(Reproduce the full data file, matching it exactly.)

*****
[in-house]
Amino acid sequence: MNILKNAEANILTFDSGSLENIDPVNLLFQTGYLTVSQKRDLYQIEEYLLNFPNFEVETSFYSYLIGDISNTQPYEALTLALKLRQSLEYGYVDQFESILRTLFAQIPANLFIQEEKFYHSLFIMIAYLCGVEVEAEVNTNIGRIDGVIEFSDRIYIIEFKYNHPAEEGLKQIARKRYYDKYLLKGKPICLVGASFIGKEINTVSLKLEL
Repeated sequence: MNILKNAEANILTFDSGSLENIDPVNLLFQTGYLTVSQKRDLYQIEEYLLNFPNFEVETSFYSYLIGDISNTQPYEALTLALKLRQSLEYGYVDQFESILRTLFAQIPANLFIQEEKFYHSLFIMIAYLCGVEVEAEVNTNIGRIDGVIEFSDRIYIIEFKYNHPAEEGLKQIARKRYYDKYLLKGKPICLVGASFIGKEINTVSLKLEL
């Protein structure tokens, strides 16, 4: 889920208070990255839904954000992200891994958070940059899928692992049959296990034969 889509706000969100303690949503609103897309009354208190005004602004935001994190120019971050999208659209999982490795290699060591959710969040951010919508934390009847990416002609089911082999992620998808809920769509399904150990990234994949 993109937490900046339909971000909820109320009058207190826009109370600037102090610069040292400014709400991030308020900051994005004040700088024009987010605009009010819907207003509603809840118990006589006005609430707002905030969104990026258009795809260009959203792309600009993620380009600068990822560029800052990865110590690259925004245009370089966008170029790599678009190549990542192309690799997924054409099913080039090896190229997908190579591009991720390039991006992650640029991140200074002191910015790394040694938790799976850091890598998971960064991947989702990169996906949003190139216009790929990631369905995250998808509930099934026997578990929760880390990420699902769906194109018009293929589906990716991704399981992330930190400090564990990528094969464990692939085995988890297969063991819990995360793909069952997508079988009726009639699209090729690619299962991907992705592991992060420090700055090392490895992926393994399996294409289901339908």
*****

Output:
[in-house]
Amino acid sequence: MNILKNAEANILTFDSGSLENIDPVNLLFQTGYLTVSQKRDLYQIEEYLLNFPNFEVETSFYSYLIGDISNTQPYEALTLALKLRQSLEYGYVDQFESILRTLFAQIPANLFIQEEKFYHSLFIMIAYLCGVEVEAEVNTNIGRIDGVIEFSDRIYIIEFKYNHPAEEGLKQIARKRYYDKYLLKGKPICLVGASFIGKEINTVSLKLEL
Repeated sequence: MNILKNAEANILTFDSGSLENIDPVNLLFQTGYLTVSQKRDLYQIEEYLLNFPNFEVETSFYSYLIGDISNTQPYEALTLALKLRQSLEYGYVDQFESILRTLFAQIPANLFIQEEKFYHSLFIMIAYLCGVEVEAEVNTNIGRIDGVIEFSDRIYIIEFKYNHPAEEGLKQIARKRYYDKYLLKGKPICLVGASFIGKEINTVSLKLEL
């Protein structure tokens, strides 16, 4: 889920208070990255839904954000992200891994958070940059899928692992049959296990034969 889509706000969100303690949503609103897309009354208190005004602004935001994190120019971050999208659209999982490795290699060591959710969040951010919508934390009847990416002609089911082999992620998808809920769509399904150990990234994949 993109937490900046339909971000909820109320009058207190826009109370600037102090610069040292400014709400991030308020900051994005004040700088024009987010605009009010819907207003509603809840118990006589006005609430707002905030969104990026258009795809260009959203792309600009993620380009600068990822560029800052990865110590690259925004245009370089966008170029790599678009190549990542192309690799997924054409099913080039090896190229997908190579591009991720390039991006992650640029991140200074002191910015790394040694938790799976850091890598998971960064991947989702990169996906949003190139216009790929990631369905995250998808509930099934026997578990929760880390990420699902769906194109018009293929589906990716991704399981992330930190400090564990990528094969464990692939085995988890297969063991819990995360793909069952997508079988009726009639699209090729690619299962991907992705592991992060420090700055090392490895992926393994399996294409289901339908």